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TiddlyWiki resurgent

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Posted by MadaboutDana
Oct 13, 2017 at 08:17 AM


I’ve just installed TiddlyWiki 5 and I’m loving it! I was looking for something to take down lots of fragments of thoughts, ideas, drafts etc. for a book I’m thinking of writing, and had been experimenting with all kinds of relatively unsatisfactory things - Scrivener, Ulysses, Outlinely, Bear, Gingko, Workflowy, OmniOutliner etc. etc. What I wanted was something that would allow me to produce something along the lines of index cards (yes, I know there are loads of those around, too), but very flexible, so you can close cards, open new ones, fold them (yes, the new TiddlyWiki allows you to keep notes onscreen but fold them down to the title), link them, and manage them.

I had totally forgotten TiddlyWiki until I stumbled across it following an irritating session with Gingko (don’t get me wrong, I think Gingko is AMAZING! and will undoubtedly be investing in the desktop version once that appears - in its current beta form, however, it’s far from finished). The new version 5 (dating from June 2016, I believe) is astonishing. Within a couple of hours I had a structure I liked (full hierarchical, folding table of hierarchical based on tags, various shortcut cards to key sections in that table of contents etc. etc. Sad and obsessive? Guilty as charged!) I had forgotten just how immensely customisable TiddlyWiki is; the new version has many much-improved macros, plugins and system-level elements that work amazingly well.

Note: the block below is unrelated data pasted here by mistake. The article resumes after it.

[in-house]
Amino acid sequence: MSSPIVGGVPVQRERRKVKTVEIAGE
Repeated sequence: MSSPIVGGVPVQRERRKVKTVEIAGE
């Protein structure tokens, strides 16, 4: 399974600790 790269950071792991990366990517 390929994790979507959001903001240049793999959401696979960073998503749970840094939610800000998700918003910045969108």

As you probably all know, TiddlyWiki is effectively a single web page, with all the goodness built into it. While this makes it incredibly efficient and portable, it also makes it a bit of a pain to use, in the sense that saving directly to the file from a browser is a little complicated. Unless you use Firefox + TiddlyFox, that is: TiddlyFox is an extension that allows you to enable precisely that functionality, so that rather than downloading the file from the browser every time you change it (which is what happens in Safari, Chrome, etc. etc.), it actually saves the changed file directly to disk.

On iOS, things are much pleasanter. Here you will find the gorgeous Quine, a brand new app (but with a good pedigree) that acts as a container for TiddlyWiki and links you up to Dropbox or iCloud, as you prefer (note that the behaviour in each case is slightly different; iCloud syncs automatically, Dropbox has to be instructed). Once you’ve got these things set up, using TiddlyWiki becomes simplicity itself.

TiddlyWiki could/should be described as an outliner, really - it has all the necessary functionality, including folding, tags, search function and so on. I thoroughly recommend! The latest version can be found at http://www.tiddlywiki.com